My name is Barbie…and I am a recovering workaholic. Over the years, I’ve found myself working relentlessly through migraine headaches, stomach ulcers, and morning sickness that lasted well into the afternoons. Once, I returned to a transcription job the day after I had surgery to place two rods in a severely broken finger. I was typing with one good hand plus two fingers on my “bad hand,” quite proud of the fact that I could still type about 70 words a minute. Crazy!
We all have behaviors that don’t seem to make sense. But when we take time to step back and observe ourselves with genuine curiosity, we can oftentimes find the faulty wiring that causes this kind of short circuited behavior.
When I was very young and feeling sick, Mom would pop a thermometer into my mouth to see if I had a fever. If I didn’t, then I couldn’t stay home from school. It was just that simple.
I carried that marginally useful measuring stick into adulthood where it became part of my unconscious belief system that sounded something like this: If I don’t have a fever, I’m not really sick. And if I’m not really sick, then I need to go to work (or otherwise tend fully to my commitments and responsibilities).
There is, of course, a major problem with that particular belief: not all “sickness” is accompanied by fever. The debilitation caused by headaches, pregnancy, and even broken bones can’t be measured with a thermometer. I can see that now, and I’m also beginning to see many other places where my faulty thinking has caused irrational behavior.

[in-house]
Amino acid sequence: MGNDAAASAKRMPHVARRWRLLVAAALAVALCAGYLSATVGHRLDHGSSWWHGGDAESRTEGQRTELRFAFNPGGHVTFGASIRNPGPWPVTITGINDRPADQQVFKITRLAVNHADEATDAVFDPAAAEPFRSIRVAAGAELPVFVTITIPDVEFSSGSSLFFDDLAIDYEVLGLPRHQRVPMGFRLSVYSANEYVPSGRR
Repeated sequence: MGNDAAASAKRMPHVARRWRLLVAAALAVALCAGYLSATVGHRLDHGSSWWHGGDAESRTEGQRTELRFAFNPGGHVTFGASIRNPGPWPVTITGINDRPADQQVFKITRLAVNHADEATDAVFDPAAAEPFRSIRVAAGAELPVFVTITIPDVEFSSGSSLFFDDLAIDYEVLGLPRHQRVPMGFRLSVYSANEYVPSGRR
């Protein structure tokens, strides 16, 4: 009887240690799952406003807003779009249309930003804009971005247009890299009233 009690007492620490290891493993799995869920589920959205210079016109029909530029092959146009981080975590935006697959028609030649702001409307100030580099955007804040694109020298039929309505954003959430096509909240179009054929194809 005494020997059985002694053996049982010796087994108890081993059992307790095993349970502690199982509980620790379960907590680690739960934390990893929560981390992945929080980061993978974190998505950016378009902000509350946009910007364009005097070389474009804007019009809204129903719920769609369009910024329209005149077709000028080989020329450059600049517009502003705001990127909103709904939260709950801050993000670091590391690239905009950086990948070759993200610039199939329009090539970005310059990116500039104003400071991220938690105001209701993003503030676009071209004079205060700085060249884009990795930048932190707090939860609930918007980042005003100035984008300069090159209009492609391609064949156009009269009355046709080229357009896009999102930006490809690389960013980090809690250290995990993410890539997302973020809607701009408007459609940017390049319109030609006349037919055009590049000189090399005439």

I noticed it yesterday when I went out for a run. A week ago I strained my Achilles tendon, and so I rested it for a week and then resumed my usual running pace. There were a few twinges at first, but I ran through them. A couple of miles in, I couldn’t take the pain any more, so I limped home while listening to brain chatter: “It should be healed by now. I took the week off. It should be all right. What’s wrong?”
There’s that “should” word, a definite red flag that something’s going on under the surface. So I simply observed and eventually noticed my belief in the “fact,” that all injuries and illnesses clear up on their own in about a week. I don’t know where that came from, but it is clearly not serving me nor my unhealed Achilles tendon. With awareness comes the freedom to make new choices.
So, as I move into the days and weeks ahead, I want to pay closer attention to the unconscious beliefs that operate quietly in the background of my life. Some are useful; some are not.
Living consciously is all about exploration, discovery, and choices. It’s only when we find the short circuits that we can consciously choose to begin rewiring our belief system to something useful and supportive. When that happens, our lights shine more and more brightly, and the whole world reaps the benefits of lives lived consciously.